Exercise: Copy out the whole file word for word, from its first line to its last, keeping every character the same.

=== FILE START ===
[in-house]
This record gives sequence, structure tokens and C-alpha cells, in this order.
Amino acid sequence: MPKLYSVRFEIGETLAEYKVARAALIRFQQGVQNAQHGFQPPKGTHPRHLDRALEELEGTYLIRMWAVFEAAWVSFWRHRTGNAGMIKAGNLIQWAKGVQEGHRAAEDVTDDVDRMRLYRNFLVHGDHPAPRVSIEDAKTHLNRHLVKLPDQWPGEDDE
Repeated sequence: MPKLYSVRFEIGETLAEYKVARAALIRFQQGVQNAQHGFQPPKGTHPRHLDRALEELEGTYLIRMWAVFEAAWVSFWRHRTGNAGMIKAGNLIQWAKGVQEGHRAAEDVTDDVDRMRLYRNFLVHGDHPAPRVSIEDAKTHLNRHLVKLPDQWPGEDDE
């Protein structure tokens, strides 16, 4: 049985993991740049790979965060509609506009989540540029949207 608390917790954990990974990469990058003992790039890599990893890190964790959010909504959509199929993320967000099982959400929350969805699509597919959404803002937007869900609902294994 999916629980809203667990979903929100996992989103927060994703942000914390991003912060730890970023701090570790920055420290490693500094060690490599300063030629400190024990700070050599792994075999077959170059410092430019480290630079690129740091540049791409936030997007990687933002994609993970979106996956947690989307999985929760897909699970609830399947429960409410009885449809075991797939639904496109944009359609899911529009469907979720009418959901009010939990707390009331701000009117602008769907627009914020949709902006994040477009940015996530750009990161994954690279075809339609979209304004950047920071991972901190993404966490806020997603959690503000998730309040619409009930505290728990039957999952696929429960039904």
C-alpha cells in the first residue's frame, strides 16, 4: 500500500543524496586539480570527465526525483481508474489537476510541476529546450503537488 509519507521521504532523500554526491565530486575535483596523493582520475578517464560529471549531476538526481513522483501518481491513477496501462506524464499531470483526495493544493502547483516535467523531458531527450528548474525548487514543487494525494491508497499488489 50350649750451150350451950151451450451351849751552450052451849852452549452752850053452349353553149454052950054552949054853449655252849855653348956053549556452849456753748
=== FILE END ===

[in-house]
This record gives sequence, structure tokens and C-alpha cells, in this order.
Amino acid sequence: MPKLYSVRFEIGETLAEYKVARAALIRFQQGVQNAQHGFQPPKGTHPRHLDRALEELEGTYLIRMWAVFEAAWVSFWRHRTGNAGMIKAGNLIQWAKGVQEGHRAAEDVTDDVDRMRLYRNFLVHGDHPAPRVSIEDAKTHLNRHLVKLPDQWPGEDDE
Repeated sequence: MPKLYSVRFEIGETLAEYKVARAALIRFQQGVQNAQHGFQPPKGTHPRHLDRALEELEGTYLIRMWAVFEAAWVSFWRHRTGNAGMIKAGNLIQWAKGVQEGHRAAEDVTDDVDRMRLYRNFLVHGDHPAPRVSIEDAKTHLNRHLVKLPDQWPGEDDE
């Protein structure tokens, strides 16, 4: 049985993991740049790979965060509609506009989540540029949207 608390917790954990990974990469990058003992790039890599990893890190964790959010909504959509199929993320967000099982959400929350969805699509597919959404803002937007869900609902294994 999916629980809203667990979903929100996992989103927060994703942000914390991003912060730890970023701090570790920055420290490693500094060690490599300063030629400190024990700070050599792994075999077959170059410092430019480290630079690129740091540049791409936030997007990687933002994609993970979106996956947690989307999985929760897909699970609830399947429960409410009885449809075991797939639904496109944009359609899911529009469907979720009418959901009010939990707390009331701000009117602008769907627009914020949709902006994040477009940015996530750009990161994954690279075809339609979209304004950047920071991972901190993404966490806020997603959690503000998730309040619409009930505290728990039957999952696929429960039904």
C-alpha cells in the first residue's frame, strides 16, 4: 500500500543524496586539480570527465526525483481508474489537476510541476529546450503537488 509519507521521504532523500554526491565530486575535483596523493582520475578517464560529471549531476538526481513522483501518481491513477496501462506524464499531470483526495493544493502547483516535467523531458531527450528548474525548487514543487494525494491508497499488489 50350649750451150350451950151451450451351849751552450052451849852452549452752850053452349353553149454052950054552949054853449655252849855653348956053549556452849456753748